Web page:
My heart is heavy for my brother and his children and hers is for her family.  So we will do what we always do - talk for hours, work through whatever is on our minds and get each other laughing.   A little music, dancing and laughter will do us good.  
But for right now - I think I'll go float on the water and soak up some sun.



My favorite place to stay in the Phoenix/Scottdsdale area is the Royal Palms - Bar None.
I love everything about this intimate hotel - from the luxurious spa to the gorgeous gardens and wonderful dining. The Royal Palms is a historic hotel that started off as a private residence. Built in the 1920's by Delos Willard Cooke at a cost of one million dollars. It was later converted into a hotel in 1948. Although it has been renovated a few times, it maintains much of the original landscape and architectural details.
The Royal Palms sits in the shadow of Camelback Mountain and is shaded by hundred of palms and orange trees.

In the 1960's a sign that advertised "Cocktails" hung over the front entry. Glass and metal doors have been replaced by these antique doors. The plaster on the buildings was done by Hopper Finishes. Hopper does really beautiful work, creating finishes that look as if they have been on the building for 100 years. He mixes paint and all manner of different things into the plaster to achieve just the right hue and modulation.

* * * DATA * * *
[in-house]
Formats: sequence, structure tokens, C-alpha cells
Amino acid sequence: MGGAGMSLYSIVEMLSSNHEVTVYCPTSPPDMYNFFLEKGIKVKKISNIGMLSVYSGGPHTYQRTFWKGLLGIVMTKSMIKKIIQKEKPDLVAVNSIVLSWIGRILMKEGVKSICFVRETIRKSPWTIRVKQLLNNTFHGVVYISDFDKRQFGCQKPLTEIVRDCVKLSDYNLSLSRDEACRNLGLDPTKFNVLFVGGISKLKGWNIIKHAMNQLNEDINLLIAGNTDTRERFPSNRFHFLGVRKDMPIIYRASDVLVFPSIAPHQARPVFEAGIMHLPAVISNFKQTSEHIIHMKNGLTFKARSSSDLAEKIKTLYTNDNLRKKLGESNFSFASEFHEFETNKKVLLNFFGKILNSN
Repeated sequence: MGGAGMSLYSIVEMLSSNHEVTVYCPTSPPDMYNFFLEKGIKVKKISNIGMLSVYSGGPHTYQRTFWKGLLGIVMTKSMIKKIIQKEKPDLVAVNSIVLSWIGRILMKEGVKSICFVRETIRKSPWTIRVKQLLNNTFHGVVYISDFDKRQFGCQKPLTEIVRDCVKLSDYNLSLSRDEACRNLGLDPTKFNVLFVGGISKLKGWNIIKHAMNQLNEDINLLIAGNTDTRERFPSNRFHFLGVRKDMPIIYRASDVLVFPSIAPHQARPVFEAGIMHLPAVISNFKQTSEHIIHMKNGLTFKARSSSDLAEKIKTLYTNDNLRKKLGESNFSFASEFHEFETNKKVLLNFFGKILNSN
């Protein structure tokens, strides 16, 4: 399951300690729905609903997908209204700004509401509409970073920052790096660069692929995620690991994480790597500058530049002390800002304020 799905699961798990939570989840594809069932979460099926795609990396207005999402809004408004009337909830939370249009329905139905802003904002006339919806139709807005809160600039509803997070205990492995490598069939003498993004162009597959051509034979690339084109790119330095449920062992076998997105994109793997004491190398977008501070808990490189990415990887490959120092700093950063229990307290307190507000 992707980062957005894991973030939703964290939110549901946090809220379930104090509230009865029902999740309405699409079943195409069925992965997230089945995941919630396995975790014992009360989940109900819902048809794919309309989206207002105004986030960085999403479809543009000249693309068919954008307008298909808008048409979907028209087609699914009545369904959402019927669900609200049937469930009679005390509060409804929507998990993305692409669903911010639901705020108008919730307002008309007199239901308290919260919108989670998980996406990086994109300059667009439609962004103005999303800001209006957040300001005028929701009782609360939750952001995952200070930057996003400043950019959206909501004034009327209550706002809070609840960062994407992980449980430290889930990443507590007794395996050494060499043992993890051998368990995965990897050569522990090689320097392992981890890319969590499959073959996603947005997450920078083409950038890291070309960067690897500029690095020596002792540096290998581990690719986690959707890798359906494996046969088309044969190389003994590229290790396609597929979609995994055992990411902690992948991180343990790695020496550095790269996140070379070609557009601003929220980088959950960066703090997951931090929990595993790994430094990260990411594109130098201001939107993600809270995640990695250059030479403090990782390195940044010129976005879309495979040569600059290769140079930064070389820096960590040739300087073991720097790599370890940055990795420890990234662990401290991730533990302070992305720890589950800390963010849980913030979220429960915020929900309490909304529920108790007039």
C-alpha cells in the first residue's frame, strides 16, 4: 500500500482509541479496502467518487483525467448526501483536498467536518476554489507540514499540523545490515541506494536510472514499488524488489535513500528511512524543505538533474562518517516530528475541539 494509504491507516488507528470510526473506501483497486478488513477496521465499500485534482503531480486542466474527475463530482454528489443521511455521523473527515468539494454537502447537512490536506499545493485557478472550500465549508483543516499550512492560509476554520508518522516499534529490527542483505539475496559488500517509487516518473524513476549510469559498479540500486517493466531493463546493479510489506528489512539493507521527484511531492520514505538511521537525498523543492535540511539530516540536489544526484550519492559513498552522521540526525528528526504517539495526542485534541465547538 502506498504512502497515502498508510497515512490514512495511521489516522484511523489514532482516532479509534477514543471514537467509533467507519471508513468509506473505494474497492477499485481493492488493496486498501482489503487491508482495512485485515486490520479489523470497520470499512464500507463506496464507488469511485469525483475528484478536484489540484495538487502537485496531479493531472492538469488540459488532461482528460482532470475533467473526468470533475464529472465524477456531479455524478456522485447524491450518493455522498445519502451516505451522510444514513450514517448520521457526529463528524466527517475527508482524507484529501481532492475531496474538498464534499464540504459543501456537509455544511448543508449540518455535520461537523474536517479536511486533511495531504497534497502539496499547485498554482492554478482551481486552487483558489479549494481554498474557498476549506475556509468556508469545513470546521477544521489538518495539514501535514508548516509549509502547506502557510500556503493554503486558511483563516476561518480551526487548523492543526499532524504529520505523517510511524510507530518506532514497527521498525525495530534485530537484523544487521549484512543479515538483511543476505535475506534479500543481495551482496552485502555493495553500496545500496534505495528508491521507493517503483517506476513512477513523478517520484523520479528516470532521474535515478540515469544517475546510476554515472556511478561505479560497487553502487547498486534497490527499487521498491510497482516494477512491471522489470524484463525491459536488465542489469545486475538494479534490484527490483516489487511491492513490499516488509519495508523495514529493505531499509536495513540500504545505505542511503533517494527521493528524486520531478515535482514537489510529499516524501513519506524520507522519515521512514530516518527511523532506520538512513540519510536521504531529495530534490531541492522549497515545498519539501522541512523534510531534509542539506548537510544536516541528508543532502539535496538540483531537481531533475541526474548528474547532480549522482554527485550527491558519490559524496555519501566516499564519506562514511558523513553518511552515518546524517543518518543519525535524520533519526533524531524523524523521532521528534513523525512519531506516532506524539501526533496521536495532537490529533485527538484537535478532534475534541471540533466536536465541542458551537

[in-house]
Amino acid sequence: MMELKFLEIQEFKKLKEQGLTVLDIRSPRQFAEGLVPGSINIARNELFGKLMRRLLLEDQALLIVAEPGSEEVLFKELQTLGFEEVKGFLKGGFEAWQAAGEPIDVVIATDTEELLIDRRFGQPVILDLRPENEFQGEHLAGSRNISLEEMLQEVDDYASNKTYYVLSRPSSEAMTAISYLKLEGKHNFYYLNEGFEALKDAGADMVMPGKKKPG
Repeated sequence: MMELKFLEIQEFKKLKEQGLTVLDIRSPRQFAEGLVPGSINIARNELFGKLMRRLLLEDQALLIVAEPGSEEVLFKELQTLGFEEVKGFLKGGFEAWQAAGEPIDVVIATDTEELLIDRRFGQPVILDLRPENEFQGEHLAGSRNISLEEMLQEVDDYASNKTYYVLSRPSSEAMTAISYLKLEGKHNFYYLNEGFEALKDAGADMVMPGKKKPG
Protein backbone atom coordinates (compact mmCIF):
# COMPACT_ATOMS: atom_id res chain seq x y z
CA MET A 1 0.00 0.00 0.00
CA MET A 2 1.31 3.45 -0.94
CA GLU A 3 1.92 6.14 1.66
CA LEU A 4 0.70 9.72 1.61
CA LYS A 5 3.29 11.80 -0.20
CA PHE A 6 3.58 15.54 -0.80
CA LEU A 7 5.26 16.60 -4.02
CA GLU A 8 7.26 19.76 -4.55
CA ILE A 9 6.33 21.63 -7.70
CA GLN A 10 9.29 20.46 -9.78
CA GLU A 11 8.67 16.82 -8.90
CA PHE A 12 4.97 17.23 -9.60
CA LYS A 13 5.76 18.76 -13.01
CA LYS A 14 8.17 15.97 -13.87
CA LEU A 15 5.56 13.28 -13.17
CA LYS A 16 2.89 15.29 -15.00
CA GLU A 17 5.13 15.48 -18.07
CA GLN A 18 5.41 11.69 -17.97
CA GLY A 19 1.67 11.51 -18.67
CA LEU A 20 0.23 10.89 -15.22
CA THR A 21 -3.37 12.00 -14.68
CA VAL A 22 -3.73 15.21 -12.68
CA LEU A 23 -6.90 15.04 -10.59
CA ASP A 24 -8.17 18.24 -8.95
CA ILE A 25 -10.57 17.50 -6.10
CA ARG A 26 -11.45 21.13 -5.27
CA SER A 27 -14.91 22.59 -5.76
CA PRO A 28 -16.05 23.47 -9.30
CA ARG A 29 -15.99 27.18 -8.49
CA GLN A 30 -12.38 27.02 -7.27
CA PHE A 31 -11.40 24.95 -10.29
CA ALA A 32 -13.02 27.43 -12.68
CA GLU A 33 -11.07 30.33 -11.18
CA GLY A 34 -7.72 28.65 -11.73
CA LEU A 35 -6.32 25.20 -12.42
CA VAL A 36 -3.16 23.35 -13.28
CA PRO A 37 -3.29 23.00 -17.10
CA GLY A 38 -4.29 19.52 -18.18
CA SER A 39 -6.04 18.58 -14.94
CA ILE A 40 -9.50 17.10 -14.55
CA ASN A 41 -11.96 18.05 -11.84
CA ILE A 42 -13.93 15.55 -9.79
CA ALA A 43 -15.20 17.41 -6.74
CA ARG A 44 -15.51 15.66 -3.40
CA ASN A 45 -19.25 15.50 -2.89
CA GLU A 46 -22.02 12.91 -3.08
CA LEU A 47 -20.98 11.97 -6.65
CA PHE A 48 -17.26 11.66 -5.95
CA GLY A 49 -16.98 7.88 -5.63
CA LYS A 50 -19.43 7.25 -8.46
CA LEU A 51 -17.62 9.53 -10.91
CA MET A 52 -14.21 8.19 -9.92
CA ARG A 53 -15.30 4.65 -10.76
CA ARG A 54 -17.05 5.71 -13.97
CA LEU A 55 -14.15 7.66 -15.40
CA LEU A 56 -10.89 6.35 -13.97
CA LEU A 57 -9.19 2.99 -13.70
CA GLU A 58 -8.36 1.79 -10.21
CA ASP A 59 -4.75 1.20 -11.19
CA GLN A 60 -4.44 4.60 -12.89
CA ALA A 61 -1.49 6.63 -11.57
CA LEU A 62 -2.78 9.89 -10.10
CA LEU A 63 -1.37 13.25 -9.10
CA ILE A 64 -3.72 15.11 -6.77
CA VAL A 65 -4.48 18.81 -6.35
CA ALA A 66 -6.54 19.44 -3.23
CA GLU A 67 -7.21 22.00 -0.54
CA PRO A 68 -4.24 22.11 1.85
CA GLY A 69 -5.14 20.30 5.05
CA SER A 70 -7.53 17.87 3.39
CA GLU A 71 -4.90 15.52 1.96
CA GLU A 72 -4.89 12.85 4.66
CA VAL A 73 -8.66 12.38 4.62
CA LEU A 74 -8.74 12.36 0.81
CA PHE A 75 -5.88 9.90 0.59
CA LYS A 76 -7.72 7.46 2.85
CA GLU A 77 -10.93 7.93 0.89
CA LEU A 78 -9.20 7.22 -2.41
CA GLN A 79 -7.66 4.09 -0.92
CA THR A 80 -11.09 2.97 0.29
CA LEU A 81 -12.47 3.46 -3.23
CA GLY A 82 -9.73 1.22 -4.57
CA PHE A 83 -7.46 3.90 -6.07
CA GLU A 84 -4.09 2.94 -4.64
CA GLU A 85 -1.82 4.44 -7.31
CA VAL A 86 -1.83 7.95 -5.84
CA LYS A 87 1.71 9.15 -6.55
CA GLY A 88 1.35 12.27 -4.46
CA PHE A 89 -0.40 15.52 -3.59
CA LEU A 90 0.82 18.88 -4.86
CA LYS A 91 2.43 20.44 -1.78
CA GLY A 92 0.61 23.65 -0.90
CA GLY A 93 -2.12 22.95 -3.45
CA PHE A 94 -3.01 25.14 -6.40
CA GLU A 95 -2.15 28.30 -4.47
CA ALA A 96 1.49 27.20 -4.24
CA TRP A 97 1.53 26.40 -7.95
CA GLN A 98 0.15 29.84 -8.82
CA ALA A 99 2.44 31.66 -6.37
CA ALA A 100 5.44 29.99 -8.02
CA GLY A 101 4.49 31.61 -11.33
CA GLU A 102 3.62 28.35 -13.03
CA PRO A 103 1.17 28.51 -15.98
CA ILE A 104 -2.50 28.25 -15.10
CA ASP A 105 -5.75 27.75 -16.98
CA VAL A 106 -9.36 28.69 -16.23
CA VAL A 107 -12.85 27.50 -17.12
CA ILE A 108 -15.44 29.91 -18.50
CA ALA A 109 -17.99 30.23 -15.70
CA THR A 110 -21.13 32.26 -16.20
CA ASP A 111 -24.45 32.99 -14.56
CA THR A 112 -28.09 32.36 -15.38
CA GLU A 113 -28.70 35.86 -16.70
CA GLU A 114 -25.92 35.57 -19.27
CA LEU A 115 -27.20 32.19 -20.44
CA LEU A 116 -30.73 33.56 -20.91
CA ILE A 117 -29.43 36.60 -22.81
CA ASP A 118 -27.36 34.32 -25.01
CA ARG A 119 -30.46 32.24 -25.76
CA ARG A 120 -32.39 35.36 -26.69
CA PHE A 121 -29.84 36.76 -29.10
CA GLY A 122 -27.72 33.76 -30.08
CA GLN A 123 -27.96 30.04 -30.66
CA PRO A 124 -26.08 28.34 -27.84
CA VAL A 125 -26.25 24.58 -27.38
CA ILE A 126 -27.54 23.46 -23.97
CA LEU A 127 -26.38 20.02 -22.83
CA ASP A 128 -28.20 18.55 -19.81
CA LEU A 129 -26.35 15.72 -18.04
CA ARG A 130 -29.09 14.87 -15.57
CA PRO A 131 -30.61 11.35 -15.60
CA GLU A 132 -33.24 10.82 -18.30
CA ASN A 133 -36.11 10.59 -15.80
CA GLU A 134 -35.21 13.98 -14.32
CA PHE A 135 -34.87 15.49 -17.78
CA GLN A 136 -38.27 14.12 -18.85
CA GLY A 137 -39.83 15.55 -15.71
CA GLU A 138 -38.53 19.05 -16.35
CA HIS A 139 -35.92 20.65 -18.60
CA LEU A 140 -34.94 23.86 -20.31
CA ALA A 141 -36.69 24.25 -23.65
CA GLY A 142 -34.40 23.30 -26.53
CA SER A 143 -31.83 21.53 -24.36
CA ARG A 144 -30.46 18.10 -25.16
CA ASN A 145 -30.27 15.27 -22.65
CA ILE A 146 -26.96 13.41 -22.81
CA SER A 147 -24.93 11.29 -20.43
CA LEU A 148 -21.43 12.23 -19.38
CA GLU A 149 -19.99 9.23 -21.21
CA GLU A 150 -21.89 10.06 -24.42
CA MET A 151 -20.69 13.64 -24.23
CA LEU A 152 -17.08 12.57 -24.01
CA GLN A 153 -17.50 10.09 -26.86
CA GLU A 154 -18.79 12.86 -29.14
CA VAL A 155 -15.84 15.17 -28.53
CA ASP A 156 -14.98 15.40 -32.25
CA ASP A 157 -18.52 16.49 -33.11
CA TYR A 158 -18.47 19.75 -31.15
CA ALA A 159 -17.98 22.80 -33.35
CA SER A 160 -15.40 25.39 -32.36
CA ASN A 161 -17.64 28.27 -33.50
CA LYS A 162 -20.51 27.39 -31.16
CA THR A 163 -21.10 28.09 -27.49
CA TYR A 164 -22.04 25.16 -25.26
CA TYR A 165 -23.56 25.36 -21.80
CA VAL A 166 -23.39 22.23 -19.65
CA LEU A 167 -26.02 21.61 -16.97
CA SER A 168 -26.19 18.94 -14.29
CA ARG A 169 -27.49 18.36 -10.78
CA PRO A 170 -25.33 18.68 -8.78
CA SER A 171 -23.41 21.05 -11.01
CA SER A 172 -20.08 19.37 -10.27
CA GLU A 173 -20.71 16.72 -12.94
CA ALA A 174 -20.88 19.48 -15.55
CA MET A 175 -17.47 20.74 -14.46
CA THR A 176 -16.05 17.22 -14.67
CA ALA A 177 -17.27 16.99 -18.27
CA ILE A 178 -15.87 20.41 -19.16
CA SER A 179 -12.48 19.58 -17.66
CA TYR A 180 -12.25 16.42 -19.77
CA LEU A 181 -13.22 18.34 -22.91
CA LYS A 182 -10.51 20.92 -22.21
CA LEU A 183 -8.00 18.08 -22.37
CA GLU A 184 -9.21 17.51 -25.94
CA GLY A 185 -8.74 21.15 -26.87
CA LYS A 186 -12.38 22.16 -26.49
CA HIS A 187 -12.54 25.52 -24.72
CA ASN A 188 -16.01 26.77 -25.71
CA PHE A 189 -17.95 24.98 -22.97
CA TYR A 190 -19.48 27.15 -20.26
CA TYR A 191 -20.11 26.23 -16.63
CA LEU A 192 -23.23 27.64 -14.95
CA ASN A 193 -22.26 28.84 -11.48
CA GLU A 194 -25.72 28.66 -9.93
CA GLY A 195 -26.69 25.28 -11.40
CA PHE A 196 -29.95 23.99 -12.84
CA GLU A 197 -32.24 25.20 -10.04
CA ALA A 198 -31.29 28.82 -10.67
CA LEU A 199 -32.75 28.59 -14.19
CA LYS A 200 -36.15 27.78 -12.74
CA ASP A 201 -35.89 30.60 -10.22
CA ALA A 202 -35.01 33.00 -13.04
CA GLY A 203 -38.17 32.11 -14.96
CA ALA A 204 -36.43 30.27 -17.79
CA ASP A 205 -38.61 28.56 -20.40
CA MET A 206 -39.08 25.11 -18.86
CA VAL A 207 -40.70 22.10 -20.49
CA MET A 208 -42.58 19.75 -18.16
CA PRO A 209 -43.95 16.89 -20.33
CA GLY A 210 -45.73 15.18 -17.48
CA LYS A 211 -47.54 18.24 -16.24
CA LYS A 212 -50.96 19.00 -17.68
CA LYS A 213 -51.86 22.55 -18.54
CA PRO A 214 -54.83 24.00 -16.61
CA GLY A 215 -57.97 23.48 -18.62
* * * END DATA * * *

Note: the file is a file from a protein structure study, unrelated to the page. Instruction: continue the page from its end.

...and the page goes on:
Pathways, gates, arches and outdoor rooms create an intimate feel in the gardens.

While seeming very intimate, this resort can host large events. It is a favorite place for weddings. We have stayed in both the cabanas and the regular rooms. I like both.

The restaurant at the Royal Palms is T. Cook's. The Grilled Beef Tenderloin with Celery Root Gratin and Roquefort is on of my favorite recipes from T. Cook's. I've made this many times for dinner parties - it is always a big hit.

Grilled Beef Tenderloin


4 Filets of beef, 6 oz each

Season the filets liberally with salt and pepper. Grill the filets over high heat on a BBQ on both sides until you reach medium rare, about ten to twelve minutes. Let rest for four to five minutes so the meat relaxes and retains its juices. Reserve.